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You might not know their names but you know their inventions       By Paul Niemann

[FEB. 10, 2005]  Today we honor a group of great Americans, most of whom did not receive the fame and recognition that many of their peers received. In fact, many of them had to overcome great obstacles just to do their jobs. This group includes Lewis Latimer, Garrett Morgan, Sarah Breedlove Walker, Elijah ("The Real") McCoy, George Crum, Dr. Charles Richard Drew and many others. What do they have in common?

Since this column is about inventors, it's probably about inventors, right?

Right. Yet you won't find the names of Thomas Edison, Ben Franklin, Alexander Graham Bell or the Wright brothers anywhere on this list of great inventors. What kind of story about great inventors could possibly exclude some of the best of all time?

That would be like discussing the greatest baseball players of all time without mentioning Babe Ruth. Or great presidents without mentioning Abraham Lincoln. Or great war heroes without mentioning the French. Oh, sorry, wrong joke.

The inventors profiled in this story were all black, and February is Black History Month.

When people think of black inventors, the first name that usually comes to mind is that of George Washington Carver.

While Carver was the most prolific black inventor in history, there's one inventor who had the distinction of working for both Thomas Edison and Alexander Graham Bell. That would be Lewis Latimer, who invented the carbon filament that went into Edison's incandescent light and also drafted the blueprints for Bell's telephone. Latimer was born to former slaves in 1848; his father's light skin once enabled him to pass himself off as a plantation owner.

The fact that Judy Reed was illiterate didn't stop her from becoming one of the first two black women to obtain patents. She patented a hand-operated machine for kneading and rolling dough in 1884. Next was Chicago resident Sarah Goode, when she patented a cabinet bed a year later.

Sarah Breedlove Walker was a teenage mother and then a 20-year-old widow, but that didn't stop her from developing a complete line of hair care and beauty products in the early 1900s. She parlayed her business into a fortune and became America's first female black millionaire -- a modern-day Oprah -- and went on to share her wealth with black charities.

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There were times in the 1800s when slaves were not allowed to own property, and this included patents. It wasn't until 1861 that, ironically, a Confederate law gave slaves the right to own patents. Nine years later, all black inventors -- male and female -- had the right to own patents.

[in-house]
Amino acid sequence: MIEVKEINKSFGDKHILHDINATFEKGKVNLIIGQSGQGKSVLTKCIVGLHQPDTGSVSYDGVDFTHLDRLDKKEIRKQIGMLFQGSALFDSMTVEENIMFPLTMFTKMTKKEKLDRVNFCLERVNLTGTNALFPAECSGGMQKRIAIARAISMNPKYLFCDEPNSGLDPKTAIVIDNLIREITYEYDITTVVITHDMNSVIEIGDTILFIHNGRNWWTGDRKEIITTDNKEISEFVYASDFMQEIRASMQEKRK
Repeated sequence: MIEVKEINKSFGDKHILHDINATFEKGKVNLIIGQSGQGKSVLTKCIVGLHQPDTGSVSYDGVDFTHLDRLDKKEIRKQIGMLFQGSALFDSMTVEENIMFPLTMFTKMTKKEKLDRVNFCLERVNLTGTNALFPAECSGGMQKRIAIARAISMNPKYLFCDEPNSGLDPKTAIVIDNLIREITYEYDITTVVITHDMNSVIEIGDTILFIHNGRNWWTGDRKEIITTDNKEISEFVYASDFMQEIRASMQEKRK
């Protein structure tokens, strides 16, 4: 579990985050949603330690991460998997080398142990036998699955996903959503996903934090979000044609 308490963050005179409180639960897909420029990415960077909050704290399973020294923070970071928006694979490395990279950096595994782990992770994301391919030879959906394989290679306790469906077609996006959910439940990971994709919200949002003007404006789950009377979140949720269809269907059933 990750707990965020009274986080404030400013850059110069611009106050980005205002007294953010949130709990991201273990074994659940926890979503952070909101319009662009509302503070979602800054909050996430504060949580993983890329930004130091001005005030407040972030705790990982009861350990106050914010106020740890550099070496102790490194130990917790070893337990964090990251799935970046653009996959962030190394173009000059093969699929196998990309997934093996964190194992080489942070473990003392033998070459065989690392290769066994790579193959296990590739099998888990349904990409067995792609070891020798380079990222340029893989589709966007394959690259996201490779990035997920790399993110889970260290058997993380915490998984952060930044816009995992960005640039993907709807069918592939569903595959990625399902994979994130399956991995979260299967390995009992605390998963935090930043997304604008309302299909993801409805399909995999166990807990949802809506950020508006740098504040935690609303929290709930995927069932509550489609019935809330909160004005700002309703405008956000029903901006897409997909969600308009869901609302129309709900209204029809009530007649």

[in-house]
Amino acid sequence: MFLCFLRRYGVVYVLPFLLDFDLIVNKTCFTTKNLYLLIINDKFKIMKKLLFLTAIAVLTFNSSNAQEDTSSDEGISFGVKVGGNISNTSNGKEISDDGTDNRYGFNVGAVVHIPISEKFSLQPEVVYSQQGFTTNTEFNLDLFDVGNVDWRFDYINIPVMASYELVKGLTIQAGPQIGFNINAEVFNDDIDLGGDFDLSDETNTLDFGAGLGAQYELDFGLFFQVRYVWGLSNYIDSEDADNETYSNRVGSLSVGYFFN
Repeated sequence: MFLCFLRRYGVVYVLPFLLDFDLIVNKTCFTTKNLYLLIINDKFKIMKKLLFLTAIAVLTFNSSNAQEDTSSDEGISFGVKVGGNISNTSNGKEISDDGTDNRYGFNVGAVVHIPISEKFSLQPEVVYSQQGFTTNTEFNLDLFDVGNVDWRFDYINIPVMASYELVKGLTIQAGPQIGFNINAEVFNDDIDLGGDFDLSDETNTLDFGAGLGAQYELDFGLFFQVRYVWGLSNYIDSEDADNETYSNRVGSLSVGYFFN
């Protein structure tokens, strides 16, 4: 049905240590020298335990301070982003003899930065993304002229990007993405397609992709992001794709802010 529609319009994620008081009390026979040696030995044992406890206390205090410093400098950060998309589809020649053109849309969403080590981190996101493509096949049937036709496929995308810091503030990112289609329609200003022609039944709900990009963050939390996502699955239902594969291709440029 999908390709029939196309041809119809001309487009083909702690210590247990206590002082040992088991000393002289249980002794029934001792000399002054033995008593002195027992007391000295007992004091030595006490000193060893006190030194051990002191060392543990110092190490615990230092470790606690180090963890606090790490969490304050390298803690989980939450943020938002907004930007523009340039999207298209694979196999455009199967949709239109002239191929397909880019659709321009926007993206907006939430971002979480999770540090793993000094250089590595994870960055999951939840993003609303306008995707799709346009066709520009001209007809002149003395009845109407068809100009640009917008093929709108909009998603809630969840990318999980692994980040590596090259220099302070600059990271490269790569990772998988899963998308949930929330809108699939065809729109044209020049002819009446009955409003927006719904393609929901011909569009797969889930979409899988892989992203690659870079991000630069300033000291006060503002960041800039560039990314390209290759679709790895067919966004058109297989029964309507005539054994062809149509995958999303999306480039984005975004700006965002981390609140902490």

Benjamin Banneker's grandmother was an indentured servant and his grandfather was a slave. Yet in 1753 he built the first watch made in America. He also wrote the Farmer's Almanac for six years, sending his first one to then-Secretary of State Thomas Jefferson. The irony is that Jefferson himself was a slave owner (he was also an inventor). Ah, the things that you learn from reading your newspaper every day.

Blacks don't face as many obstacles today as they did in the 1700s and 1800s, but they still don't have the name recognition that they deserve. Each of the following 10 inventions was created by a black inventor. How many of the inventors can you name?

Crop rotation, traffic light, gas mask, fountain pen, lawn mower, typewriter, golf tee, automatic gear shift, potato chips and the blood bank that served as a model for the Red Cross blood banks.

Here's the list again, this time with the names of the inventors:

Crop rotation, George Washington Carver; traffic light, Garrett Morgan; gas mask, Garrett Morgan again; fountain pen, William Purvis; lawn mower, John Burr; typewriter, Lee Burridge; golf tee, Dr. George Grant; automatic gear shift, Richard Spikes; potato chips, George Crum; and the blood bank, Dr. Charles Richard Drew, who was also the first director of the Red Cross.

Earlier in this column, we listed several hall of fame white inventors, but only six black inventors have been inducted into the National Inventors Hall of Fame.

[Paul Niemann]

Paul Niemann is the author of Invention Mysteries. He can be reached at niemann7@aol.com.

Copyright Paul Niemann 2005


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